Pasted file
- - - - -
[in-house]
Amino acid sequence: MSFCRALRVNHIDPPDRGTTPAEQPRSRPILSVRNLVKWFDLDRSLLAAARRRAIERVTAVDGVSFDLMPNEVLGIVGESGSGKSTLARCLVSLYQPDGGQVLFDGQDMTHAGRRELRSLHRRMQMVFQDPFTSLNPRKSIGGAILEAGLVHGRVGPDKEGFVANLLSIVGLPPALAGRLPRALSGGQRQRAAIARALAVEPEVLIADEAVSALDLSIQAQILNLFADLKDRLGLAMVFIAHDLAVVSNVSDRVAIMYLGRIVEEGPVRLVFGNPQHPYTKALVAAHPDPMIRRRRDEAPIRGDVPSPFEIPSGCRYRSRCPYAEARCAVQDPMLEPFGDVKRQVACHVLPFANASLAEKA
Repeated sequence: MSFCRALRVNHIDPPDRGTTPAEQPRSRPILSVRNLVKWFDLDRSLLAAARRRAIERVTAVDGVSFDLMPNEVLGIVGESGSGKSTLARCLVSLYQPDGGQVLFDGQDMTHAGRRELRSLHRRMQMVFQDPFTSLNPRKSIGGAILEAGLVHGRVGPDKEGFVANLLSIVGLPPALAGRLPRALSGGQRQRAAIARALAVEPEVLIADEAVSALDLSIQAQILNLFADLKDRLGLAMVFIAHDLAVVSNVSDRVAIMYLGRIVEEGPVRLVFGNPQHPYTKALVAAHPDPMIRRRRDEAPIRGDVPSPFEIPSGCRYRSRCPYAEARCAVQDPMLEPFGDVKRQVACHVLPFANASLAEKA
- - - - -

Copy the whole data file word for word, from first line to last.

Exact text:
[in-house]
Amino acid sequence: MSFCRALRVNHIDPPDRGTTPAEQPRSRPILSVRNLVKWFDLDRSLLAAARRRAIERVTAVDGVSFDLMPNEVLGIVGESGSGKSTLARCLVSLYQPDGGQVLFDGQDMTHAGRRELRSLHRRMQMVFQDPFTSLNPRKSIGGAILEAGLVHGRVGPDKEGFVANLLSIVGLPPALAGRLPRALSGGQRQRAAIARALAVEPEVLIADEAVSALDLSIQAQILNLFADLKDRLGLAMVFIAHDLAVVSNVSDRVAIMYLGRIVEEGPVRLVFGNPQHPYTKALVAAHPDPMIRRRRDEAPIRGDVPSPFEIPSGCRYRSRCPYAEARCAVQDPMLEPFGDVKRQVACHVLPFANASLAEKA
Repeated sequence: MSFCRALRVNHIDPPDRGTTPAEQPRSRPILSVRNLVKWFDLDRSLLAAARRRAIERVTAVDGVSFDLMPNEVLGIVGESGSGKSTLARCLVSLYQPDGGQVLFDGQDMTHAGRRELRSLHRRMQMVFQDPFTSLNPRKSIGGAILEAGLVHGRVGPDKEGFVANLLSIVGLPPALAGRLPRALSGGQRQRAAIARALAVEPEVLIADEAVSALDLSIQAQILNLFADLKDRLGLAMVFIAHDLAVVSNVSDRVAIMYLGRIVEEGPVRLVFGNPQHPYTKALVAAHPDPMIRRRRDEAPIRGDVPSPFEIPSGCRYRSRCPYAEARCAVQDPMLEPFGDVKRQVACHVLPFANASLAEKA